What is your child's learning style?
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Note: "Ask the Learning Advisor -- Ideas for Raising Successful
Children" is a free syndicated column from The Parent
[AUG. 23, 2005]
I have been hearing about different learning styles. My daughter has
just started school, and I would like to know how you can recognize
someone's learning style.
A. Great question!
There's no "best" way to learn, but by discovering your child's
learning style, you can go a long way toward helping her achieve
Does your child listen to stories
for hours? Then she's probably an auditory learner. She learns
best when she can listen. You can help her by repeating math
facts or spelling words aloud.
Does your child prefer to see
things written down? That's a sign that she's a visual learner.
Help her learn to make charts or pictures. Post spelling words
on the mirror or the refrigerator.
Does your child touch everything
in sight? Does she take things apart to see how they work? She's
probably a kinesthetic, tactile learner. She needs hands-on
learning. Let her put on a play to show you what she learned in
Here's a strategy you can use at home to determine your child's
learning style. Get a dictionary and find 15 words that are new to
your child. Write down the words and their definitions. Now make
three lists of five words each.
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On the first day, give your child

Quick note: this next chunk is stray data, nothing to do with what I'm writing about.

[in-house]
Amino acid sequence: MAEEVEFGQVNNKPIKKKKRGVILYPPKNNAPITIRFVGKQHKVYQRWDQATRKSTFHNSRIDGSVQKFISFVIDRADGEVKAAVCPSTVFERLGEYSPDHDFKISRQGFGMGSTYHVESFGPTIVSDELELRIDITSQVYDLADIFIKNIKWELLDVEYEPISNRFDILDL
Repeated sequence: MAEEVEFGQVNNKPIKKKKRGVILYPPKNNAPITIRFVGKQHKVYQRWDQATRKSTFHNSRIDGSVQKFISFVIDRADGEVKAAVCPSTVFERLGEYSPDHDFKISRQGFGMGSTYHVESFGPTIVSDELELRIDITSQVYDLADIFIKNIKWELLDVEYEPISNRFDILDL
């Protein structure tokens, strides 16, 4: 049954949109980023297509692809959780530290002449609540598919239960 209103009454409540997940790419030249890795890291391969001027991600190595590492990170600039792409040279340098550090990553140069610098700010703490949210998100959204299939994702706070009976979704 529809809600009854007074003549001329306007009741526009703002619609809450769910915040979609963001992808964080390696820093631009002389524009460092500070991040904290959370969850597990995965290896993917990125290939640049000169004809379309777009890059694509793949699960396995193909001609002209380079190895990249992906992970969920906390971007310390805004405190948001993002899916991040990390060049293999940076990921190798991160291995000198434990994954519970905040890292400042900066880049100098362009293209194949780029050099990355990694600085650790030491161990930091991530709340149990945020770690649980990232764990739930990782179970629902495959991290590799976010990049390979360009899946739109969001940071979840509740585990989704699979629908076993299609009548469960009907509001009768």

one list and tell her to learn the words with her eyes. She can
study them and copy them over as much as she likes.
On the second day, give your
child a second list and tell her to learn the words with her
ears. She should read the words and definitions out loud and
listen as carefully as she can.
On the third day, give your child
the third list and tell her to learn the words with her hands
and body. She should try to act them out or perhaps move to
music in a way that makes her think of the word's meaning.
Then talk with her about which set of words she now thinks she
understands best. Is it the "seeing" words, the "listening" words or
the "doing" words? Whichever she chooses probably represents her
best learning style. Encourage her to use this style when doing
homework and studying.
For more information about helping
children learn or to submit your own question, go to
http://advisor.parent-institute.com. All questions will receive
a prompt answer by e-mail.